Car industry executives have called for incentives for private electric car buyers to be reintroduced ahead of the start of the zero-emissions vehicle (ZEV) mandate in 2024.
Under current plans – which have still to be finally signed off just three months before their implementation – 22% of all manufacturers’ new car sales in the UK will need to be ZEVs from 1 January 2024, rising annually to 80% in 2030 and 100% in 2035, when sales of new hybrid cars will be banned. Fines will be imposed upon manufacturers who do not hit the targets.
However, sales of new battery-electric cars (BEVs) – by far the dominant form of ZEV in the UK – are currently far behind the 22% target. During the first six months of 2023, BEVs represented 16.1% of all new car sales in the UK. Their market share remained at 16.1% in July, but a particularly strong August – in which they represented one in five new-car sales – increased their year-to-date share to 16.4%.
Giving evidence to the House of Lords Environment and Climate Change Committee’s inquiry on electric vehicles, Vauxhall managing director James Taylor partly attributed this stagnation to the withdrawal of the Plug-in Car Grant (PiCG) in June 2022. This has “subdued demand in those smaller car segments where we’ve got vehicles available today,” said Taylor.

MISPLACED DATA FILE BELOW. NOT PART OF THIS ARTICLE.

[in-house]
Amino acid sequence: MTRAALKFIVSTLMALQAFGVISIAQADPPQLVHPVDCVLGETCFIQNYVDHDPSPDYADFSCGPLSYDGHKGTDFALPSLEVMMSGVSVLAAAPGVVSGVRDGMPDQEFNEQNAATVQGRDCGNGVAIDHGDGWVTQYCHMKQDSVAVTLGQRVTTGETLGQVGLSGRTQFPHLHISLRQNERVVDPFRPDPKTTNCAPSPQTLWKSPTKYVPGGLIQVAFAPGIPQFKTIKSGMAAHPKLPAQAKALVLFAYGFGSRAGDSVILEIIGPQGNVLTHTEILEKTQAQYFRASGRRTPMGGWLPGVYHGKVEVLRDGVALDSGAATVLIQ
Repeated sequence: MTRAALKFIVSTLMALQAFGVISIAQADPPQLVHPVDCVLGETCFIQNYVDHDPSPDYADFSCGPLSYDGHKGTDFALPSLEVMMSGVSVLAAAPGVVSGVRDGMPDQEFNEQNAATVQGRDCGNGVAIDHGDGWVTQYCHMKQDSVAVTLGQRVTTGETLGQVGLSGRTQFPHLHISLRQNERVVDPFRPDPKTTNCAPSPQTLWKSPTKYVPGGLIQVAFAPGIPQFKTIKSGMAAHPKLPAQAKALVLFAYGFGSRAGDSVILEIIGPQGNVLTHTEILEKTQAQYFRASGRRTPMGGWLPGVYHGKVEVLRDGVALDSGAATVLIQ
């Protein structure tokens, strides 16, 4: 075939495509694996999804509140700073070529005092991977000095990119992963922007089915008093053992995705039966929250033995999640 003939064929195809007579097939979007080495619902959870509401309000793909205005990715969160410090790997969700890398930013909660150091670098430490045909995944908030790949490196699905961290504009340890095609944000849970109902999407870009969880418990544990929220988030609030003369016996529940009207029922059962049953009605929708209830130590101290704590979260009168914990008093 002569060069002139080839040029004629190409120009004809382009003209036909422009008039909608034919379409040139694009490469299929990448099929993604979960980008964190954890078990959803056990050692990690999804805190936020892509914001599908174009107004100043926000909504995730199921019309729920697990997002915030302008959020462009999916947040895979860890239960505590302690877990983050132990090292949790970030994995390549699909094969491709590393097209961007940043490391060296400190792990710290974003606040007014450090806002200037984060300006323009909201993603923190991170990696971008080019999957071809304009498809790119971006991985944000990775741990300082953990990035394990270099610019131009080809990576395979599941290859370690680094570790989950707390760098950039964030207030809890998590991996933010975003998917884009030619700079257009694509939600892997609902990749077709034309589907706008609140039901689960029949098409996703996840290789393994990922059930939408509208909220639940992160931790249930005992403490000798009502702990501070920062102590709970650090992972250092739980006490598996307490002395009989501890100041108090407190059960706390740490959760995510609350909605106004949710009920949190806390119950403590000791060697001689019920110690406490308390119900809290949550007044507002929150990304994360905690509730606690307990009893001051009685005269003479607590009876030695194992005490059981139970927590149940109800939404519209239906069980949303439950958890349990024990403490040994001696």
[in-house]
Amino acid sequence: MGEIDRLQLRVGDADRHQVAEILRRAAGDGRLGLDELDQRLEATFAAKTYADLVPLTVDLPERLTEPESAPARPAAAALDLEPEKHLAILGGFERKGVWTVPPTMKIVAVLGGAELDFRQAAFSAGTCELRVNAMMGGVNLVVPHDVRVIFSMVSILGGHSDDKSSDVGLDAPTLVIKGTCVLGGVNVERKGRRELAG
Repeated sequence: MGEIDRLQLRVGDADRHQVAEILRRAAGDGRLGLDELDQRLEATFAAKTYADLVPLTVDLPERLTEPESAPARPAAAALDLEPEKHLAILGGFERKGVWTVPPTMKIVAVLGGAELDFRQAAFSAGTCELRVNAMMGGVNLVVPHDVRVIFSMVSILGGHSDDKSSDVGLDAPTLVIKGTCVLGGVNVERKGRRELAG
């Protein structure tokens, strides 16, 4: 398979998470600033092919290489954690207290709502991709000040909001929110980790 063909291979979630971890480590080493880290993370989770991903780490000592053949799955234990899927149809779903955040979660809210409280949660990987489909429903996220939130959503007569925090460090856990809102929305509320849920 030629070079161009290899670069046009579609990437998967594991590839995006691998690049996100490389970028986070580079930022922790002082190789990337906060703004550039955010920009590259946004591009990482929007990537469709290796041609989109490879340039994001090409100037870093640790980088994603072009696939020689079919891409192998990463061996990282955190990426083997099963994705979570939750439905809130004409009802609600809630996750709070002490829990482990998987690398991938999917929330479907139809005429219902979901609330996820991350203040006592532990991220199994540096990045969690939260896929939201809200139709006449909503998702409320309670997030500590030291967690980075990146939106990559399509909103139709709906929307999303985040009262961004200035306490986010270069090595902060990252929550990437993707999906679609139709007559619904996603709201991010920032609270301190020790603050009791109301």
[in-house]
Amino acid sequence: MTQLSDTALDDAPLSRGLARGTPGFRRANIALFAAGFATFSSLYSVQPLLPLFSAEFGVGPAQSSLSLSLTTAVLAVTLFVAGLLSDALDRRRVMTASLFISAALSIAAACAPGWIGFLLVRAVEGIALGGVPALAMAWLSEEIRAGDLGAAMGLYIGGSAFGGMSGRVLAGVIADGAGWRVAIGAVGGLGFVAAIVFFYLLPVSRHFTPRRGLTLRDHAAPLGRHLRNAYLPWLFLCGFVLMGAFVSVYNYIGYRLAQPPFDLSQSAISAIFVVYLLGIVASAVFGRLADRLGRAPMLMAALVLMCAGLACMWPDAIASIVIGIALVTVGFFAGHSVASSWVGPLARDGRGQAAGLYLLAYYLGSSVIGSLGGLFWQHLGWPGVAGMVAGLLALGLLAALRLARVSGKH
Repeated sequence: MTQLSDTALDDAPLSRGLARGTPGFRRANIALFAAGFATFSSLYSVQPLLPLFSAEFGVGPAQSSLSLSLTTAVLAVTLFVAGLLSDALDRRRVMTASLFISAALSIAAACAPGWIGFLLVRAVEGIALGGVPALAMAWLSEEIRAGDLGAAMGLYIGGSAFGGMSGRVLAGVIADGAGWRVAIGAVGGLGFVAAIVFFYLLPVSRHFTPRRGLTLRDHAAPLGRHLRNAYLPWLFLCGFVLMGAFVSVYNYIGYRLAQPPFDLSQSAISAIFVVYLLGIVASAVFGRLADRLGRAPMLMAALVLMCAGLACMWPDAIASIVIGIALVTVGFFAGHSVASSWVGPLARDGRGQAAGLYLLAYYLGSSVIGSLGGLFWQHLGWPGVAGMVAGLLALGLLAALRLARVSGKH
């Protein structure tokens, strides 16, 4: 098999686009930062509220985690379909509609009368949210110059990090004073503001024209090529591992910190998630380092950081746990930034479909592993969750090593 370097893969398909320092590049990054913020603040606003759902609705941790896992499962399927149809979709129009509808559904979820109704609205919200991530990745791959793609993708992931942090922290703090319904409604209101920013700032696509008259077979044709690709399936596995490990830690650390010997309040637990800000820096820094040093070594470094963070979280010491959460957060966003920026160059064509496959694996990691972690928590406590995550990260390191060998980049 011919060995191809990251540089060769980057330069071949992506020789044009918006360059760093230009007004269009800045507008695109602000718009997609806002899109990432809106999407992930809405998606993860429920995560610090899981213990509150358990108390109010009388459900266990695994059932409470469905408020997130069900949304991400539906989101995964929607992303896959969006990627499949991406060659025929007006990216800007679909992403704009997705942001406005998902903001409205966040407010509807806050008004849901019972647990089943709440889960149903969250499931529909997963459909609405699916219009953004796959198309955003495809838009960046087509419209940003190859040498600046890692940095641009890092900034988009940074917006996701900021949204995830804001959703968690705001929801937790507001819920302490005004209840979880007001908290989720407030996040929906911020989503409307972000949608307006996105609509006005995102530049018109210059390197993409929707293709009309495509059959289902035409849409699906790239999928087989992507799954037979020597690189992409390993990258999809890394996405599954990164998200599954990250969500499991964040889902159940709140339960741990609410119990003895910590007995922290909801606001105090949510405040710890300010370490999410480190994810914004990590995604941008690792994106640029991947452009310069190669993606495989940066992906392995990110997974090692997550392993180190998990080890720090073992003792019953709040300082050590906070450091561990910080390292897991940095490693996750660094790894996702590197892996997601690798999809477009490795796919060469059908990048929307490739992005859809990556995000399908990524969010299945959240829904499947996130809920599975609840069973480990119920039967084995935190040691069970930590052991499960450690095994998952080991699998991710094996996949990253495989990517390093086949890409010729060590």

The PiCG was offered from 2011 and initially offered £5000 off the purchase of all plug-in models – including plug-in hybrids (PHEVs) and BEVs.
The PiCG’s value was reduced on several occasions as uptake of plug-in vehicles grew. It was cut to £4500 for BEVs and £2500 for PHEVs in 2016. Two years later, the sum provided for BEVs fell to £3500, and PHEVs were entirely omitted from the scheme. It dropped by a further £500 in 2020 and again in March 2021, when it was also limited to BEVs costing less than £35,000.
There were swingeing cuts in December 2021, when the grant was limited to £1500, and the value of compliant cars was capped at £32,500. The price cap significantly limited the choice of models available to EV buyers.